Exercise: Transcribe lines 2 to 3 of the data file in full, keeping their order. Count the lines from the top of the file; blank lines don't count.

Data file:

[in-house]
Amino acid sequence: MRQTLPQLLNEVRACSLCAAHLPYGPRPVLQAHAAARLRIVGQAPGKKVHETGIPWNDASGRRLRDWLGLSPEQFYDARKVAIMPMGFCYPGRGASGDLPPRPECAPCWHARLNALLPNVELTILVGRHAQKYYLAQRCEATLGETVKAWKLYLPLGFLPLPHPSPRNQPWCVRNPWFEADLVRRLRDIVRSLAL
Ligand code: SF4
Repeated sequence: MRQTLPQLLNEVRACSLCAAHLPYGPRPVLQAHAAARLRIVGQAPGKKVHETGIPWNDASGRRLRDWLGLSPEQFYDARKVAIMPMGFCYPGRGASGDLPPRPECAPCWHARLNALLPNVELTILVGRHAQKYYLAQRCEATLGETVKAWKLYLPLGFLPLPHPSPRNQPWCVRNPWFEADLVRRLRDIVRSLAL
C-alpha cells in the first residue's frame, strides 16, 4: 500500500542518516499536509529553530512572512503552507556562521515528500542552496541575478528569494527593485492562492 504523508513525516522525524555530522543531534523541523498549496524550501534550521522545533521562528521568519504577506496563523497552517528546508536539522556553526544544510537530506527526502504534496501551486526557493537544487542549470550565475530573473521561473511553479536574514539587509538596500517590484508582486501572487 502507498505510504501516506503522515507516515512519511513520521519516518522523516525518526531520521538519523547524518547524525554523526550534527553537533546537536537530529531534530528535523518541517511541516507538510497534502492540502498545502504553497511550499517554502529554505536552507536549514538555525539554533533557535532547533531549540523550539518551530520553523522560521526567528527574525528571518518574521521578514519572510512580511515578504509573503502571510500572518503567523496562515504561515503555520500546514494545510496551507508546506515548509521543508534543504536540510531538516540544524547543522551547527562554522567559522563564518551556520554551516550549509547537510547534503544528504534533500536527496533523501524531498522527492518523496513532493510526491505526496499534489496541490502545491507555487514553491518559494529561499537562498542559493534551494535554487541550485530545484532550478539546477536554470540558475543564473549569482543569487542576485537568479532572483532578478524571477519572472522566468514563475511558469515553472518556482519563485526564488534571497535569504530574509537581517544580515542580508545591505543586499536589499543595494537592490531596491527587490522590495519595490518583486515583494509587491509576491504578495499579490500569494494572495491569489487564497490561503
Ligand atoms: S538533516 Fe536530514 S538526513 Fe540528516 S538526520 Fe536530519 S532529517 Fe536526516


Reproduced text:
Amino acid sequence: MRQTLPQLLNEVRACSLCAAHLPYGPRPVLQAHAAARLRIVGQAPGKKVHETGIPWNDASGRRLRDWLGLSPEQFYDARKVAIMPMGFCYPGRGASGDLPPRPECAPCWHARLNALLPNVELTILVGRHAQKYYLAQRCEATLGETVKAWKLYLPLGFLPLPHPSPRNQPWCVRNPWFEADLVRRLRDIVRSLAL
Ligand code: SF4